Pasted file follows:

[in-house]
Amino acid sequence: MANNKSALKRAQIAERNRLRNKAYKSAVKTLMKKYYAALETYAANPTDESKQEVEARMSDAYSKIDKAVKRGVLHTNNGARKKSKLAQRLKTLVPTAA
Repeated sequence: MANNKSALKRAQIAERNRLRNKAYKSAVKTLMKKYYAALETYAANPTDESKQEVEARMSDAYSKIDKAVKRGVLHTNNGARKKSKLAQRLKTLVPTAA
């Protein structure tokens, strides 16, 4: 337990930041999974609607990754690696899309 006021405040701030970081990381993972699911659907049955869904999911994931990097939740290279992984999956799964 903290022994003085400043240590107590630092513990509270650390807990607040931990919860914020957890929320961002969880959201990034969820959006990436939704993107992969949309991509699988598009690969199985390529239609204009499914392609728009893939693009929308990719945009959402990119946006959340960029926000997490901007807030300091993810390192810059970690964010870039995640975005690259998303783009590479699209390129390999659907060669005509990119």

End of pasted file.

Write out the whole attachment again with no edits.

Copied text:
[in-house]
Amino acid sequence: MANNKSALKRAQIAERNRLRNKAYKSAVKTLMKKYYAALETYAANPTDESKQEVEARMSDAYSKIDKAVKRGVLHTNNGARKKSKLAQRLKTLVPTAA
Repeated sequence: MANNKSALKRAQIAERNRLRNKAYKSAVKTLMKKYYAALETYAANPTDESKQEVEARMSDAYSKIDKAVKRGVLHTNNGARKKSKLAQRLKTLVPTAA
């Protein structure tokens, strides 16, 4: 337990930041999974609607990754690696899309 006021405040701030970081990381993972699911659907049955869904999911994931990097939740290279992984999956799964 903290022994003085400043240590107590630092513990509270650390807990607040931990919860914020957890929320961002969880959201990034969820959006990436939704993107992969949309991509699988598009690969199985390529239609204009499914392609728009893939693009929308990719945009959402990119946006959340960029926000997490901007807030300091993810390192810059970690964010870039995640975005690259998303783009590479699209390129390999659907060669005509990119």